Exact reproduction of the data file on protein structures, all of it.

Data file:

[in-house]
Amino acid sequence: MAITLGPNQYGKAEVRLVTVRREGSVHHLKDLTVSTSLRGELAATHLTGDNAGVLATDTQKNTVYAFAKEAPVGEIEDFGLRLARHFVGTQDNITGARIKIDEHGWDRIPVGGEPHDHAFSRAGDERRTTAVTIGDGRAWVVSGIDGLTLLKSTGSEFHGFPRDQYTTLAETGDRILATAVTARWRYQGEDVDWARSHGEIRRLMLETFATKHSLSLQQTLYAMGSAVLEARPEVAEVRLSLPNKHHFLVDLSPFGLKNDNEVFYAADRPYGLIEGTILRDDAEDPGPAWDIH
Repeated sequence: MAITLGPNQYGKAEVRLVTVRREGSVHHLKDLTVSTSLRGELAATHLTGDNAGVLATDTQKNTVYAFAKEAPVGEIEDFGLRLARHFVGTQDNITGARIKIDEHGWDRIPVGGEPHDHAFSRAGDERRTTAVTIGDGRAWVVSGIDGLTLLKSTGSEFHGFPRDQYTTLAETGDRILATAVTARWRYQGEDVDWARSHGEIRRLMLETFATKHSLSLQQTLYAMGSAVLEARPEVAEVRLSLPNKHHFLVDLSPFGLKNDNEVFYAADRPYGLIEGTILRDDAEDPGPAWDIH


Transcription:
[in-house]
Amino acid sequence: MAITLGPNQYGKAEVRLVTVRREGSVHHLKDLTVSTSLRGELAATHLTGDNAGVLATDTQKNTVYAFAKEAPVGEIEDFGLRLARHFVGTQDNITGARIKIDEHGWDRIPVGGEPHDHAFSRAGDERRTTAVTIGDGRAWVVSGIDGLTLLKSTGSEFHGFPRDQYTTLAETGDRILATAVTARWRYQGEDVDWARSHGEIRRLMLETFATKHSLSLQQTLYAMGSAVLEARPEVAEVRLSLPNKHHFLVDLSPFGLKNDNEVFYAADRPYGLIEGTILRDDAEDPGPAWDIH
Repeated sequence: MAITLGPNQYGKAEVRLVTVRREGSVHHLKDLTVSTSLRGELAATHLTGDNAGVLATDTQKNTVYAFAKEAPVGEIEDFGLRLARHFVGTQDNITGARIKIDEHGWDRIPVGGEPHDHAFSRAGDERRTTAVTIGDGRAWVVSGIDGLTLLKSTGSEFHGFPRDQYTTLAETGDRILATAVTARWRYQGEDVDWARSHGEIRRLMLETFATKHSLSLQQTLYAMGSAVLEARPEVAEVRLSLPNKHHFLVDLSPFGLKNDNEVFYAADRPYGLIEGTILRDDAEDPGPAWDIH